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Obama: International control over chemical weapons in Syria not to settle conflict

September 10, 2013, 5:23 UTC+3

However, the US President admitted that this may contribute to avoiding a military action

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Photo ITAR-TASS/Stanislav Krasilnikov

Photo ITAR-TASS/Stanislav Krasilnikov

NEW YORK, September 10 (Itar-Tass) - President Barack Obama said in a series of interviews with six media outlets on Monday (CNN, NBC, PBS, ABC, CBS and Fox News) that he is prepared to consider in earnest Russia's proposal on other countries' control over the stocks of chemical weapons in Syria.

Obama was asked to comment on the news of the past day, including Russia’s proposal about placing Syrian stocks of chemical weapons under the control of the international community. Obama confirmed that he spoke about all those things with the President of Russia. He also assigned US Secretary of State John Kerry to go ahead with the dialogue on the subject with the Russian side. However, it was not clear from his remarks whether he meant in this case concretely the new proposal or the Syria issue as a whole.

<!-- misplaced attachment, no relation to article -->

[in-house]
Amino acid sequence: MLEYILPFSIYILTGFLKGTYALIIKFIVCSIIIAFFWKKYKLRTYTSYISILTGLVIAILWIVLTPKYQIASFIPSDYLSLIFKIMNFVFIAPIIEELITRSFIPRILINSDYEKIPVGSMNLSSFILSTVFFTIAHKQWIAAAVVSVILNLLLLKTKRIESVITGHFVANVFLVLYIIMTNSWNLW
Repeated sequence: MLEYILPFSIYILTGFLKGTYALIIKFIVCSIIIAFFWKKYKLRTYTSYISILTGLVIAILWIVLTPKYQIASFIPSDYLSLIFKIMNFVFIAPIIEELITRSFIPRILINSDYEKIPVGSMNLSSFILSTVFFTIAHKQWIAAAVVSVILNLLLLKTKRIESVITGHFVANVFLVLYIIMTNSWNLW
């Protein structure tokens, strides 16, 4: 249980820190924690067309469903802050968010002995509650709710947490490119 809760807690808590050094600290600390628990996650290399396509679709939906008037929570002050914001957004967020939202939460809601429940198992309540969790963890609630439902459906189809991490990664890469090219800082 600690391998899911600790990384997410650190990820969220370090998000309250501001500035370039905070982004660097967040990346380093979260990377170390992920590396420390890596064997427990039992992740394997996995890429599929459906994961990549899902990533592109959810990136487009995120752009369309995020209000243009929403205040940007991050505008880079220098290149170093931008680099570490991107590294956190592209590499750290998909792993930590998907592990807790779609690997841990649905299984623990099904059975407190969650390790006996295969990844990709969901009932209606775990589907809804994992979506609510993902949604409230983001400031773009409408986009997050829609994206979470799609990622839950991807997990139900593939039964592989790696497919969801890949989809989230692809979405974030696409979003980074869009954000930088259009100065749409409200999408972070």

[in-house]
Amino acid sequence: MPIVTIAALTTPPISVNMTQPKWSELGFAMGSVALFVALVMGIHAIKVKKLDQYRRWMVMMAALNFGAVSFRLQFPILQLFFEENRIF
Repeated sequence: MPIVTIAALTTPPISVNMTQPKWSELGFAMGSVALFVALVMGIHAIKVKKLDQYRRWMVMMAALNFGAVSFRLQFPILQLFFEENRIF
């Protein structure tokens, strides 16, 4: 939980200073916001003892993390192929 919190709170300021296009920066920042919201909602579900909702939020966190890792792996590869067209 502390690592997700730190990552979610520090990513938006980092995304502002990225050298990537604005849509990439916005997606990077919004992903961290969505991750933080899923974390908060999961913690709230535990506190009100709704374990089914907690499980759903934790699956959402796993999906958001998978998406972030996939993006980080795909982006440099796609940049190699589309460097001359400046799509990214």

“Potentially a significant breakthrough”

President Barack Obama referred to Russia's proposal to put Syrian chemical weapons under international control as "potentially a significant breakthrough". "This (proposal) could be potentially a significant breakthrough. But we have to be skeptical because this is not how we've seen them operate over the last couple of years", he said.

He said international control would not settle the conflict but would, possibly, contribute to avoiding a military action. However, Obama noted that US Secretary of State John Kerry is yet to find out to what extent Russia's proposal is serious.


Diplomatic solution preferable

Obama in his remarks in the interview said he had not decided whether to use military force against Syria if Congress votes "no". He said an evaluation of the situation would follow the forthcoming voting in Congress.

The US President admitted that he would still prefer a "diplomatic solution" to the situation around Syria. He said that if the international community gets a verifiable and practicable mechanism of control over chemical weapons in Syria, he would entirely favor that.

The United States assumes that Iran and the extremist grouping Hezbollah can asymmetrically retaliate against use of military force in Syria by the US, but they are unlikely to resort to such actions, President Barack Obama said in his interview on Monday.

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